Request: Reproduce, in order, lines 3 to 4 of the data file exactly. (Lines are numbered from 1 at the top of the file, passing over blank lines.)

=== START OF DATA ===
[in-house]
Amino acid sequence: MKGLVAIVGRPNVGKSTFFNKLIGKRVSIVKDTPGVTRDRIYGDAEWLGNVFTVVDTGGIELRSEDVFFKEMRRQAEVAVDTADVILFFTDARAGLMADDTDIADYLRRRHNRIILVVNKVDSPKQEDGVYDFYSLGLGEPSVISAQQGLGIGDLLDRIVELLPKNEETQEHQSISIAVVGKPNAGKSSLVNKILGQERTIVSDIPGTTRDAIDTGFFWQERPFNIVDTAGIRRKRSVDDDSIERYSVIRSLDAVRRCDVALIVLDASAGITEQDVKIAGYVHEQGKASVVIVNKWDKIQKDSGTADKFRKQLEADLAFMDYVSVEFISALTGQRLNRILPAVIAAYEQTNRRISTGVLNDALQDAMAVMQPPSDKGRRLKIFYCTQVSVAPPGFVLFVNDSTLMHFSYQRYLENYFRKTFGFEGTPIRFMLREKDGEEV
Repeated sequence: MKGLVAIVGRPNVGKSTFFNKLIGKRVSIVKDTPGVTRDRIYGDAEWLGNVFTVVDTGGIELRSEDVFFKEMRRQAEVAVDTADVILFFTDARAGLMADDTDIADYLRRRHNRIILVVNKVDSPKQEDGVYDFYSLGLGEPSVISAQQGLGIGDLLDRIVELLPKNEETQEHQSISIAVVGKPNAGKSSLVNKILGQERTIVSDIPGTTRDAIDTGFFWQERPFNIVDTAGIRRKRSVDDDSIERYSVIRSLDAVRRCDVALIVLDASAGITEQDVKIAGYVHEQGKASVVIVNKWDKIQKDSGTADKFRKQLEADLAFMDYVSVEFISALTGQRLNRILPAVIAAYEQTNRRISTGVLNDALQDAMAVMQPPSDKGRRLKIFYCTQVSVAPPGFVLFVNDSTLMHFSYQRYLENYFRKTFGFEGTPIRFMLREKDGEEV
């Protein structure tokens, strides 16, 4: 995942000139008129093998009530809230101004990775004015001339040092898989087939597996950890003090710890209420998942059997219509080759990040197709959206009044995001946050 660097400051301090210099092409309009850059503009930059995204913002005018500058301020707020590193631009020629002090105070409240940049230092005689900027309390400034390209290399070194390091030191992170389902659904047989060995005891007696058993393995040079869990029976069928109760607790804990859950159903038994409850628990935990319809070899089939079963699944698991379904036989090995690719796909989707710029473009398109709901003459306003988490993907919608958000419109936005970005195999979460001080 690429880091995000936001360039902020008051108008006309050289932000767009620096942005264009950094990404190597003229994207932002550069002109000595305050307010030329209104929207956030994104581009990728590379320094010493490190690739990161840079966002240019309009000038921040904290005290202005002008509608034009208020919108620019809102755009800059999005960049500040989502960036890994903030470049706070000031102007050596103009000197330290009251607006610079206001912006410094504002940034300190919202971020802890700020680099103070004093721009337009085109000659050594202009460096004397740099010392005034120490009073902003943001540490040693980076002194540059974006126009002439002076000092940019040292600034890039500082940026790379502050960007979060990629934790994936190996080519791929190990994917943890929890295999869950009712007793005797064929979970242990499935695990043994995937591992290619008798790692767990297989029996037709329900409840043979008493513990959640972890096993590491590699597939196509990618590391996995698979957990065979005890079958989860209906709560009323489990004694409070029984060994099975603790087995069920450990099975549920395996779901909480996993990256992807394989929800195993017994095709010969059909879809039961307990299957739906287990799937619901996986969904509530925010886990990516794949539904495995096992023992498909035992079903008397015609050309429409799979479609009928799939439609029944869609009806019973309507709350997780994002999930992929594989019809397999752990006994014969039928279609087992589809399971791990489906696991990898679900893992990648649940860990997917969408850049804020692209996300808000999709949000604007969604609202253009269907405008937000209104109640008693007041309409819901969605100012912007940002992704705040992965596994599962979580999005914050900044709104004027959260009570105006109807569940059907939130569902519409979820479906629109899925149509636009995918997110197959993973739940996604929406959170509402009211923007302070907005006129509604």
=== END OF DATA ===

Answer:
Repeated sequence: MKGLVAIVGRPNVGKSTFFNKLIGKRVSIVKDTPGVTRDRIYGDAEWLGNVFTVVDTGGIELRSEDVFFKEMRRQAEVAVDTADVILFFTDARAGLMADDTDIADYLRRRHNRIILVVNKVDSPKQEDGVYDFYSLGLGEPSVISAQQGLGIGDLLDRIVELLPKNEETQEHQSISIAVVGKPNAGKSSLVNKILGQERTIVSDIPGTTRDAIDTGFFWQERPFNIVDTAGIRRKRSVDDDSIERYSVIRSLDAVRRCDVALIVLDASAGITEQDVKIAGYVHEQGKASVVIVNKWDKIQKDSGTADKFRKQLEADLAFMDYVSVEFISALTGQRLNRILPAVIAAYEQTNRRISTGVLNDALQDAMAVMQPPSDKGRRLKIFYCTQVSVAPPGFVLFVNDSTLMHFSYQRYLENYFRKTFGFEGTPIRFMLREKDGEEV
């Protein structure tokens, strides 16, 4: 995942000139008129093998009530809230101004990775004015001339040092898989087939597996950890003090710890209420998942059997219509080759990040197709959206009044995001946050 660097400051301090210099092409309009850059503009930059995204913002005018500058301020707020590193631009020629002090105070409240940049230092005689900027309390400034390209290399070194390091030191992170389902659904047989060995005891007696058993393995040079869990029976069928109760607790804990859950159903038994409850628990935990319809070899089939079963699944698991379904036989090995690719796909989707710029473009398109709901003459306003988490993907919608958000419109936005970005195999979460001080 690429880091995000936001360039902020008051108008006309050289932000767009620096942005264009950094990404190597003229994207932002550069002109000595305050307010030329209104929207956030994104581009990728590379320094010493490190690739990161840079966002240019309009000038921040904290005290202005002008509608034009208020919108620019809102755009800059999005960049500040989502960036890994903030470049706070000031102007050596103009000197330290009251607006610079206001912006410094504002940034300190919202971020802890700020680099103070004093721009337009085109000659050594202009460096004397740099010392005034120490009073902003943001540490040693980076002194540059974006126009002439002076000092940019040292600034890039500082940026790379502050960007979060990629934790994936190996080519791929190990994917943890929890295999869950009712007793005797064929979970242990499935695990043994995937591992290619008798790692767990297989029996037709329900409840043979008493513990959640972890096993590491590699597939196509990618590391996995698979957990065979005890079958989860209906709560009323489990004694409070029984060994099975603790087995069920450990099975549920395996779901909480996993990256992807394989929800195993017994095709010969059909879809039961307990299957739906287990799937619901996986969904509530925010886990990516794949539904495995096992023992498909035992079903008397015609050309429409799979479609009928799939439609029944869609009806019973309507709350997780994002999930992929594989019809397999752990006994014969039928279609087992589809399971791990489906696991990898679900893992990648649940860990997917969408850049804020692209996300808000999709949000604007969604609202253009269907405008937000209104109640008693007041309409819901969605100012912007940002992704705040992965596994599962979580999005914050900044709104004027959260009570105006109807569940059907939130569902519409979820479906629109899925149509636009995918997110197959993973739940996604929406959170509402009211923007302070907005006129509604």